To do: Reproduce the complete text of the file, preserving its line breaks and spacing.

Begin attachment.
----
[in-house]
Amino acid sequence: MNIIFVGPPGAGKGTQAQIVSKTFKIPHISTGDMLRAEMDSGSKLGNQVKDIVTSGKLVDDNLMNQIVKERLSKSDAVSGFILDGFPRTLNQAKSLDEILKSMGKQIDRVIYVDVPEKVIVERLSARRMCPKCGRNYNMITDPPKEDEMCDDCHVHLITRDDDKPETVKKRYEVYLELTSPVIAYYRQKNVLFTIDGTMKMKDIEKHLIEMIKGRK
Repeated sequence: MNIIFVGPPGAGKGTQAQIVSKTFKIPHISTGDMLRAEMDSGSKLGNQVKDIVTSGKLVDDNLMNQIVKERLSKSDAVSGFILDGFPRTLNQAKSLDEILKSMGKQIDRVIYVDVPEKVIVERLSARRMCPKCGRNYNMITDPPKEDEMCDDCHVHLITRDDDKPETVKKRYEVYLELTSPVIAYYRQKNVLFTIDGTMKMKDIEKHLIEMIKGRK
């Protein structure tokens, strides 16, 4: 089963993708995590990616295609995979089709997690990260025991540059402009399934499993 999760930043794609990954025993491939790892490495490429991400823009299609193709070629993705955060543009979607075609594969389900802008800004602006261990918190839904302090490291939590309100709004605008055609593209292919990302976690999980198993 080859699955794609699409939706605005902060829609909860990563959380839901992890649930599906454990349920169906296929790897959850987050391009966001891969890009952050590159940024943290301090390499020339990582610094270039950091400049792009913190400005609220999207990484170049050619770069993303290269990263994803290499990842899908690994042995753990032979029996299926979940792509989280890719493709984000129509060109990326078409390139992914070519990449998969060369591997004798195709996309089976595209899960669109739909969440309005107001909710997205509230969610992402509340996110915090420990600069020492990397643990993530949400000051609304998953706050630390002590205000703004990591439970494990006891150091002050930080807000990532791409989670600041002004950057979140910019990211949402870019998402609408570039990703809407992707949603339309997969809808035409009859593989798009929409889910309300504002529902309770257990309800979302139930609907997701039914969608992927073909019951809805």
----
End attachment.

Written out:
[in-house]
Amino acid sequence: MNIIFVGPPGAGKGTQAQIVSKTFKIPHISTGDMLRAEMDSGSKLGNQVKDIVTSGKLVDDNLMNQIVKERLSKSDAVSGFILDGFPRTLNQAKSLDEILKSMGKQIDRVIYVDVPEKVIVERLSARRMCPKCGRNYNMITDPPKEDEMCDDCHVHLITRDDDKPETVKKRYEVYLELTSPVIAYYRQKNVLFTIDGTMKMKDIEKHLIEMIKGRK
Repeated sequence: MNIIFVGPPGAGKGTQAQIVSKTFKIPHISTGDMLRAEMDSGSKLGNQVKDIVTSGKLVDDNLMNQIVKERLSKSDAVSGFILDGFPRTLNQAKSLDEILKSMGKQIDRVIYVDVPEKVIVERLSARRMCPKCGRNYNMITDPPKEDEMCDDCHVHLITRDDDKPETVKKRYEVYLELTSPVIAYYRQKNVLFTIDGTMKMKDIEKHLIEMIKGRK
């Protein structure tokens, strides 16, 4: 089963993708995590990616295609995979089709997690990260025991540059402009399934499993 999760930043794609990954025993491939790892490495490429991400823009299609193709070629993705955060543009979607075609594969389900802008800004602006261990918190839904302090490291939590309100709004605008055609593209292919990302976690999980198993 080859699955794609699409939706605005902060829609909860990563959380839901992890649930599906454990349920169906296929790897959850987050391009966001891969890009952050590159940024943290301090390499020339990582610094270039950091400049792009913190400005609220999207990484170049050619770069993303290269990263994803290499990842899908690994042995753990032979029996299926979940792509989280890719493709984000129509060109990326078409390139992914070519990449998969060369591997004798195709996309089976595209899960669109739909969440309005107001909710997205509230969610992402509340996110915090420990600069020492990397643990993530949400000051609304998953706050630390002590205000703004990591439970494990006891150091002050930080807000990532791409989670600041002004950057979140910019990211949402870019998402609408570039990703809407992707949603339309997969809808035409009859593989798009929409889910309300504002529902309770257990309800979302139930609907997701039914969608992927073909019951809805």